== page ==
Memory Pro and Con
I have always had a prodigious memory!
Sometimes it has been a boon and occasionally it has caused me embarrassment. I would never have been able to write this column “Over 60 and Getting Younger” for over 11 years without the aid of a huge recollection factor.
In dental school one of the earliest courses was human anatomy. The tests were called practicums and certan muscles and blood vessels were selected as questions on the cadavers. Because of my gift I could recall pictures in my mind. I did well in anatomy. I wish memory of pictures and facts could have helped me more in biochemistry, physiology and microbiology.
Pictures of my childhood keep playing themselves back to me. I remember my friend Marvin in a suit and tie walking on the football field at James Monroe High School to watch his pals play touch football when we were about 14 years old. Of course Marvin has no recollection of that day or that incident.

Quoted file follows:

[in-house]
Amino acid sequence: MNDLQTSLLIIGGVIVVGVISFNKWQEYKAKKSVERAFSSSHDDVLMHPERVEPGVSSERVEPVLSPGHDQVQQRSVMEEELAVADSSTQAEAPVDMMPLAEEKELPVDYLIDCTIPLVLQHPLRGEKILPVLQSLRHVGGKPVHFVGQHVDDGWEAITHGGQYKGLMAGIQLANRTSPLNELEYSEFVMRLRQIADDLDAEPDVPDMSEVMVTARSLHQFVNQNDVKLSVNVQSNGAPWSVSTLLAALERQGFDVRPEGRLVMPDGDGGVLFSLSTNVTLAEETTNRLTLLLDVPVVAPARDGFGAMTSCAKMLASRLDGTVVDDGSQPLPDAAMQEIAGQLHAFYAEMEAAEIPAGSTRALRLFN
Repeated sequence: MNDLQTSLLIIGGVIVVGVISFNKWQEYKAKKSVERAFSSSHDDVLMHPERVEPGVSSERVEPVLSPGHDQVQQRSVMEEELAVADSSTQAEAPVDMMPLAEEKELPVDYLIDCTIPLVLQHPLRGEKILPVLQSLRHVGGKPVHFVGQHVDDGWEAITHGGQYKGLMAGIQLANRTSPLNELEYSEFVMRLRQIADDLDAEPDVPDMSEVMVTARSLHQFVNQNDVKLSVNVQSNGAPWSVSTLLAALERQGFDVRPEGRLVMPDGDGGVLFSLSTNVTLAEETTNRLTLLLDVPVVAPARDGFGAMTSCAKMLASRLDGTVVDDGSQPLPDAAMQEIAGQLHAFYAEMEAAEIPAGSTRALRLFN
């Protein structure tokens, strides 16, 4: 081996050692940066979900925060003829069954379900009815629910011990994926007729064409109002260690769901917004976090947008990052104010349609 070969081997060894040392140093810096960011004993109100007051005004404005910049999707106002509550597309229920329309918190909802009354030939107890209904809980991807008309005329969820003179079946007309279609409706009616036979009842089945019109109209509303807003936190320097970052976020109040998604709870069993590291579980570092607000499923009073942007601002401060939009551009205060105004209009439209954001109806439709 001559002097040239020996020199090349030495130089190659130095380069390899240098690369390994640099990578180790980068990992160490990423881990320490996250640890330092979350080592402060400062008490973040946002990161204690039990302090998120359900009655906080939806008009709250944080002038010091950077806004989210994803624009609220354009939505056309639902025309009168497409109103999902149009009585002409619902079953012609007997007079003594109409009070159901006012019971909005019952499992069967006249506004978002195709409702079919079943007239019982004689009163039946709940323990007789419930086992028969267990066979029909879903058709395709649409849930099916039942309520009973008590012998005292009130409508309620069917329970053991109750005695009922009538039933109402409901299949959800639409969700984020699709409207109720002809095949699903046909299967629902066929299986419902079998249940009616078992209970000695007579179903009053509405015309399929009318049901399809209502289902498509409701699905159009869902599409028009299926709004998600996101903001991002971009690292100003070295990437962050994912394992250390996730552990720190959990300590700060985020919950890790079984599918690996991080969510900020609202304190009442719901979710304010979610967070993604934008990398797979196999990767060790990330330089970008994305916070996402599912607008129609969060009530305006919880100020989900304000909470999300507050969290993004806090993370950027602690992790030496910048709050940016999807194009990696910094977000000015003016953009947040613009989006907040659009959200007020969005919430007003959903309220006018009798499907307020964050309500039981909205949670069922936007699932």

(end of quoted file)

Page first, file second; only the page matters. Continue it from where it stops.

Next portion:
Let me tell you of a series of incidents that rattled me because of my memory. I would be walking somewhere in Manhattan with Lorraine, my beautiful wife, and I would see someone from my third- or fourth-grade class. I was in my 30s and I would approach them openly. “You are Ed Lewis and you were in my class at P.S. 50, with Mrs. Ahles and you sat in the third row behind me!” Ed Lewis would look me over quizzically and slowly start to move away from me. In a few seconds he was gone and I was left perplexed and standing there with my third-grade memories.
There you have it. A wonderful gift has both good and not-so-good aspects; of course my memory has faded a bit with old age, but flashes of pictures come back to me that I can’t control at odd times. But all in all I am thankful for this faculty. I love getting these startling pictures.